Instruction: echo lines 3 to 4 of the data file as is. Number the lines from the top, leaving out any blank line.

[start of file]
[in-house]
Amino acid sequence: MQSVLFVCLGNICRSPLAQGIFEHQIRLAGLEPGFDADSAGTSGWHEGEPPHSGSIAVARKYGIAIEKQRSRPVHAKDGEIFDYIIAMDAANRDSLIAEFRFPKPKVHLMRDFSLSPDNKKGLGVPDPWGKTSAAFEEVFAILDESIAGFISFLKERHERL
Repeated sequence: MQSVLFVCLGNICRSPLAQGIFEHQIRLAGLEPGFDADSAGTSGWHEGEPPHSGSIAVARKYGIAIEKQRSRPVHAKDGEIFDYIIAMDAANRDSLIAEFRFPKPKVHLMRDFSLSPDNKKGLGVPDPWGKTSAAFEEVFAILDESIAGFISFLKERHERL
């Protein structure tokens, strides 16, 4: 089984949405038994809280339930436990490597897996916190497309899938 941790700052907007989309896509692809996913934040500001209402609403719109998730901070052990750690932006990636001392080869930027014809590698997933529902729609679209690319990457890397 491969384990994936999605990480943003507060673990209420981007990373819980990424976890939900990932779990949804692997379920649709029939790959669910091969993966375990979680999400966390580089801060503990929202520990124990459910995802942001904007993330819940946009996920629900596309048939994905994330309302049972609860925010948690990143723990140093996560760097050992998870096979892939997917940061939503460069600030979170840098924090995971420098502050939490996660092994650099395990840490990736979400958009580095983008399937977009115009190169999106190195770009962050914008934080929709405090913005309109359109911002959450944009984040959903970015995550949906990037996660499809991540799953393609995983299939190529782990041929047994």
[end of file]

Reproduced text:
Repeated sequence: MQSVLFVCLGNICRSPLAQGIFEHQIRLAGLEPGFDADSAGTSGWHEGEPPHSGSIAVARKYGIAIEKQRSRPVHAKDGEIFDYIIAMDAANRDSLIAEFRFPKPKVHLMRDFSLSPDNKKGLGVPDPWGKTSAAFEEVFAILDESIAGFISFLKERHERL
């Protein structure tokens, strides 16, 4: 089984949405038994809280339930436990490597897996916190497309899938 941790700052907007989309896509692809996913934040500001209402609403719109998730901070052990750690932006990636001392080869930027014809590698997933529902729609679209690319990457890397 491969384990994936999605990480943003507060673990209420981007990373819980990424976890939900990932779990949804692997379920649709029939790959669910091969993966375990979680999400966390580089801060503990929202520990124990459910995802942001904007993330819940946009996920629900596309048939994905994330309302049972609860925010948690990143723990140093996560760097050992998870096979892939997917940061939503460069600030979170840098924090995971420098502050939490996660092994650099395990840490990736979400958009580095983008399937977009115009190169999106190195770009962050914008934080929709405090913005309109359109911002959450944009984040959903970015995550949906990037996660499809991540799953393609995983299939190529782990041929047994």